#215 – My Fire Sprinkler Pipes are Corroded. Now What?
#215 – My Fire Sprinkler Pipes are Corroded. Now What?
How to assess fire sprinkler corrosion and determine the right strategy for fixing it
Corrosion threatens the reliability of automatic fire sprinklers—and unfortunately, the presence of water, iron, and other metal in systems makes it nearly impossible to avoid. Fire sprinkler corrosion eats away at pipes from the inside out, often escaping notice until it’s already caused extensive and costly damage.
In this blog, we will examine what to do if you’ve uncovered corrosion in fire sprinkler pipes. We will also explore the steps you can take to prevent corrosion from causing a need for costly repairs or system replacements in the future.
What causes fire sprinkler corrosion?
If a sprinkler system is corroding, oxygen is most likely to blame. Since the first fire sprinklers, the fire protection industry has struggled with the effects of the “corrosion triangle”—oxygen, water, and metal—that forms the ultimate breeding ground for electrochemical corrosion. And the problem can start as soon as fire sprinklers are installed.
Orangey-red rust eats holes the size of pinholes or pennies into metal sprinkler pipes. At the right temperatures, the corrosive elements also contribute to microbiologically induced corrosion (MIC), allowing bacteria to colonize the internal surfaces of sprinkler systems.
A Potter Corrosion Solutions report found that as much as 90 percent of fire sprinkler corrosion is “generalized,” meaning it’s an electrochemical reaction triggered by the presence of oxygen. Between 10 and 30 percent is caused by MIC.
Corrosion causes costly service calls to fix pipes obstructed with a crust of tubercules, repair leaky holes, and remove loose scale or rust clogging sprinklers and valves and degrading the system’s flow characteristics.
Left untreated, it’s only a matter of time until corrosion triggers leaks or accidental sprinkler discharges that can cause tens of thousands of dollars in water damage to the property the system was meant to protect. Even worse, it can cause fire sprinklers to fail during a fire, putting lives at risk.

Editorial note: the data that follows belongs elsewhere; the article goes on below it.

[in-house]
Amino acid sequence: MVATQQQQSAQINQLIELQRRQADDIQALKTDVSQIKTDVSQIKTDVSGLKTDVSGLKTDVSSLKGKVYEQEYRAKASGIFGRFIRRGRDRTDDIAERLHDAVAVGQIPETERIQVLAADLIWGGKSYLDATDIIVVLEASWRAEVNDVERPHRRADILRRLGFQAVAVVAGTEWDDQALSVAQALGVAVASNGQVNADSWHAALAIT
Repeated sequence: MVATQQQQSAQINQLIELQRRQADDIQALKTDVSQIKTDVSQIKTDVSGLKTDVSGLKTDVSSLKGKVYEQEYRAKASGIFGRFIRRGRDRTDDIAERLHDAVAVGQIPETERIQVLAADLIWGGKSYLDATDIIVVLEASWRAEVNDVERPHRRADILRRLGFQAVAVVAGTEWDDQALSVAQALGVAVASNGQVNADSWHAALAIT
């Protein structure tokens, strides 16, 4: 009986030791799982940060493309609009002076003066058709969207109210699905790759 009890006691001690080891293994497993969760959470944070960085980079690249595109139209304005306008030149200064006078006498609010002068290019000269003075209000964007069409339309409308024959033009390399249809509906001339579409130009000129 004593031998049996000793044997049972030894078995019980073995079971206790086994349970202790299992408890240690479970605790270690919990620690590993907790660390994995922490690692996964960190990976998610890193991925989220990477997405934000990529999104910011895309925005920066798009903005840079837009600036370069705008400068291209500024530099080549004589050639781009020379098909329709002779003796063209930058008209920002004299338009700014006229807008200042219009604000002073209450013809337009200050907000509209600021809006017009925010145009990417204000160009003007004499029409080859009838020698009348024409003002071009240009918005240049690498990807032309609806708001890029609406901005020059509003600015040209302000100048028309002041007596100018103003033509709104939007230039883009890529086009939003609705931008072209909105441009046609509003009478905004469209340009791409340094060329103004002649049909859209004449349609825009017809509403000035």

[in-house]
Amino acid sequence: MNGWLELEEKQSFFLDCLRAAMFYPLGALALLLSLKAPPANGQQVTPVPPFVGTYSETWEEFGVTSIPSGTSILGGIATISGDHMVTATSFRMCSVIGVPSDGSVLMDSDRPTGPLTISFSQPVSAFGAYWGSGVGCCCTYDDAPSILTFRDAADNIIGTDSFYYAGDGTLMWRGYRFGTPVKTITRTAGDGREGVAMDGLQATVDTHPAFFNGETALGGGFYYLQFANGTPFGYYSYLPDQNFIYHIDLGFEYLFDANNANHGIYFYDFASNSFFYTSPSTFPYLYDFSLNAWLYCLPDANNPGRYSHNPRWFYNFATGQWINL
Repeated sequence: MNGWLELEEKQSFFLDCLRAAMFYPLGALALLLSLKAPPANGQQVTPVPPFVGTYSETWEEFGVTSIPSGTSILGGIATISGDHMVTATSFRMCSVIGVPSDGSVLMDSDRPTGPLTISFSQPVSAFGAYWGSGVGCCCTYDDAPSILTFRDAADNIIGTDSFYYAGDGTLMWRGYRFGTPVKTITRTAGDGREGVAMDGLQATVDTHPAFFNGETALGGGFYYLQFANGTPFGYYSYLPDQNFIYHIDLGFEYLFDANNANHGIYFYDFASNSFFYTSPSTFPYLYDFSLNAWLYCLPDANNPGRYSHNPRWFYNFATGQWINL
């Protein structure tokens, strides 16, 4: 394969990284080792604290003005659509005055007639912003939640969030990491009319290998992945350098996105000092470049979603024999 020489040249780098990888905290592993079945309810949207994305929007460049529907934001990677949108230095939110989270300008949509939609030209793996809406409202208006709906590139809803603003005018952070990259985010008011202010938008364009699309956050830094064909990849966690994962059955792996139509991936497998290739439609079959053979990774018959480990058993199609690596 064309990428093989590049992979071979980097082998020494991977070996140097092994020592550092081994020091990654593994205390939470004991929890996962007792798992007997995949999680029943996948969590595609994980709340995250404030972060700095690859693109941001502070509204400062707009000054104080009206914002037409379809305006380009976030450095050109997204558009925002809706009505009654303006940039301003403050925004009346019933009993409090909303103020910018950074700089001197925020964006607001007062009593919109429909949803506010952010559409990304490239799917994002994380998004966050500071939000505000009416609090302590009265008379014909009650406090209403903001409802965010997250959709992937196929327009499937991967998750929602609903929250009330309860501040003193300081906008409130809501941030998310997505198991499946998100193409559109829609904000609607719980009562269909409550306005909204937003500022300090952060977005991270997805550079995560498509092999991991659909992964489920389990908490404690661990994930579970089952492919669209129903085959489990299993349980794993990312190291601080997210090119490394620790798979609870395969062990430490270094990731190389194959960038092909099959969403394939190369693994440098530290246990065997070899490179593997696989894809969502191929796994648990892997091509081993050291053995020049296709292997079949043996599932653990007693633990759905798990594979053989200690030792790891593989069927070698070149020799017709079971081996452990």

The problem is most alarming for dry sprinkler systems, which typically rely on pressurized air to keep pipes from freezing in cold temperatures by holding back the water supply. But although water isn’t supposed to infiltrate dry systems until sprinkler heads activate, it’s nearly impossible to prevent it from pooling at low points in the pipes due to condensation or after the annual trip test required by the 2017 edition of NFPA 25: Standard for the Inspection, Testing, and Maintenance of Water-Based Fire Protection Systems.
More than 70 percent of dry sprinkler systems suffer significant corrosion issues within 12.5 years of installation, the Potter report states. But while corrosion may take longer to wreak havoc in wet systems, they don’t escape unscathed: 35 percent experience significant issues after 25 years.
NFPA takes a proactive stance against corroded pipes
With so much at stake, it’s no surprise that the National Fire Protection Agency (NFPA) is taking a proactive approach to fire sprinkler corrosion.
The 2019 edition of NFPA 13: Standard for the Installation of Sprinkler Systems (4.2) requires property owners to share “special knowledge” with sprinkler system installers of water supply or environmental conditions that could cause corrosion to flourish. Air vents are now required on wet systems with metal pipes to release any trapped air pockets, which serve as their main catalyst for corrosion (8.1.5).
NFPA 25 requires regular inspection and testing to catch fire sprinkler corrosion at its earliest stages. (Read more about NFPA inspection requirements for sprinkler pipes.) 5.2.2 minces no words by requiring that sprinkler pipes remain “free” of leakage and corrosion.
Any tubercules or slime found in sprinkler pipes must be immediately tested for MIC (NFPA 25 22.214.171.124). NFPA 13 takes that requirement a step further, spelling out the specific steps that must occur if conditions are ripe for MIC to flourish:
From the 2019 edition of NFPA 13
126.96.36.199 Water supplies and environmental conditions shall be evaluated for the existence of microbes and conditions that contribute to microbiologically influenced corrosion (MIC). Where conditions are found that contribute to MIC, the owner(s) shall notify the sprinkler system installer and a plan shall be developed to treat the system:
(1) Install a water pipe that will not be affected by the MIC microbes
(2) Treat all water that enters the system using an approved bacterial inhibitor
(3) Implement an approved plan for monitoring the interior conditions of the pipe established time intervals and locations
(4) Install corrosion-monitoring station and monitor at established intervals
Watch this video to learn what causes MIC to form in sprinkler systems:
NFPA 13 also addresses what property owners must do if sprinkler pipes are installed under unusually corrosive conditions. Sometimes, water supplies fit for human consumption can have chemical features such as dissolved oxygen or pH levels that speed corrosion in pipes.
From the 2019 edition of NFPA 13
188.8.131.52 Water supplies and environmental conditions shall be evaluated for conditions that contribute to unusual corrosive properties. Where conditions are found that contribute to unusual corrosive properties, the owner(s) shall notify the sprinkler system installer and a plan shall be developed to treat the system using one of the following methods: